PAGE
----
The first real New Orleans saint? Henriette Delille’s path to canonization

Posted in Articles, History, Louisiana, Media Archive, Religion, United States, Women on 2017-04-30 00:56Z by Steven

The first real New Orleans saint? Henriette Delille’s path to canonization

The Times-Picayune
2017-03-02

Kim Chatelain


Portrait of Henriette Delille. This “carte de visite” albumen photo was taken by New Orleans photographer A. Constant at his studio on Hospital Street (now Governor Nichols). It’s the only known portrait of Delille.

It was 2011, andĀ Archbishop Gregory Aymond was seeking a sacred antidote to the violence, murder and racism infesting his hometown. He turned to a venerable figure in New Orleans history, but a person only vaguely known to even the most ardent Roman Catholics, and composed a prayer that is now recited at every local Mass. It ends with the plea: “Mother Henriette Delille, pray for us that we may be a holy family.”

Unknown to many Catholics, the object of their prayers was a French-speaking woman of African descent. She was born in 1812 and grew up in the 500 block of Burgundy Street, and she lived a part of her life as a mistress in a social system known as placage, whereby wealthy white European men entered relationships with free women of color to circumvent laws against interracial marriage.

After the deaths of her two young children born through a concubine relationship, however, Delille at age 24 formally rejected the societal norms and experienced a religious transformation that eventually led to the formation of the Sisters of the Holy Family order. The community of Creole nuns provided care for those on the bottom rung of antebellum society, administering to the elderly, nursing the sick and teaching people of color who at the time had limited education opportunities. To this day, Holy Family nuns continue to serve out the mission launched in the mid-1800s by doing good works around the globe.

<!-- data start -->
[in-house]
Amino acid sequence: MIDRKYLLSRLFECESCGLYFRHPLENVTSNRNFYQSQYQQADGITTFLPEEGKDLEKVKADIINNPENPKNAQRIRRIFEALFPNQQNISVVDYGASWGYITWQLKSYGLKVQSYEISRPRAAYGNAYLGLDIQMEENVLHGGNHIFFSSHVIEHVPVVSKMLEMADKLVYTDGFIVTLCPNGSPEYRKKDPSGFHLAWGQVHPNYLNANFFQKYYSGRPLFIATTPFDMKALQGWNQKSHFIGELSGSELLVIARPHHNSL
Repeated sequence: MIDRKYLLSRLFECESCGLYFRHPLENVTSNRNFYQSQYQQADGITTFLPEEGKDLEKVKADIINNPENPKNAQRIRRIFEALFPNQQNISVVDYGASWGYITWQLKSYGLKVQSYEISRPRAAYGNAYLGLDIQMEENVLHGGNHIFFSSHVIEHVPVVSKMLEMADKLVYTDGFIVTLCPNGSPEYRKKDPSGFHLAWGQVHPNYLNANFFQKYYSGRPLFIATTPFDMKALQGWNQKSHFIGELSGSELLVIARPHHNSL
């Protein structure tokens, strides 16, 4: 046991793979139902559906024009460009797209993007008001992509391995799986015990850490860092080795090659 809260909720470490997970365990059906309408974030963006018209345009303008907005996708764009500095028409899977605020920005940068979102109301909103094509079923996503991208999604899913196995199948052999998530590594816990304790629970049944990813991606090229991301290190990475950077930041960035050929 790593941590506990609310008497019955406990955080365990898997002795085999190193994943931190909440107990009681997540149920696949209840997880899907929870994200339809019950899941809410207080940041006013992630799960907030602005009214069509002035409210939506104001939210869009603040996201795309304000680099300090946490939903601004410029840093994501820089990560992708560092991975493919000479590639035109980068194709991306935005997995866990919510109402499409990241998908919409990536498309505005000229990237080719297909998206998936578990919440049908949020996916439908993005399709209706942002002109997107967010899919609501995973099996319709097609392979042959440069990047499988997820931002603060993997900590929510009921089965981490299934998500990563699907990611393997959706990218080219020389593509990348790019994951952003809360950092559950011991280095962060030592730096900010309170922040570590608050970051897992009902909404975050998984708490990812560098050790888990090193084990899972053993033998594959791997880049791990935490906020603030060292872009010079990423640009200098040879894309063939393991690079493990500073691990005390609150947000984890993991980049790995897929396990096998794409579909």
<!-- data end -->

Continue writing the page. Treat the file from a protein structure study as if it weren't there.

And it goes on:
Now, 175 years after she founded the order, Delille stands at the doorstep of sainthood. If canonized, she will become the first New Orleanian, and the first U.S.-born black person, to be recognized as a saint by theĀ Roman Catholic Church…

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Belgian church apologizes for role in mistreating mixed-race people

Posted in Africa, Articles, Europe, Media Archive, Religion on 2017-04-29 01:38Z by Steven

Belgian church apologizes for role in mistreating mixed-race people

National Catholic Reporter
2017-04-28

Jonathan Luxmoore, Catholic News Service

Oxford, EnglandBelgium’s Catholic Church has apologized for its role in mistreating mixed-race people, who were born in colonial times to European fathers and African mothers and later taken away for adoption.

“The history of many metis, born of a Congolese, Rwandan or Burundian mother and a white father (serving) in one of these countries, is an obscure episode of Belgian colonization,” the bishops’ conference said in an April 26 statement.

“These children were long designated pejoratively as ‘mulattoes,’ while the colonial authorities, both civil and ecclesiastical, considered them a real problem. … We express regret for the part played in this by the Catholic Church.”

The statement was published after an official church apology was delivered by Bishop Johan Bonny of Antwerp during an April 25 symposium in the Belgian Senate

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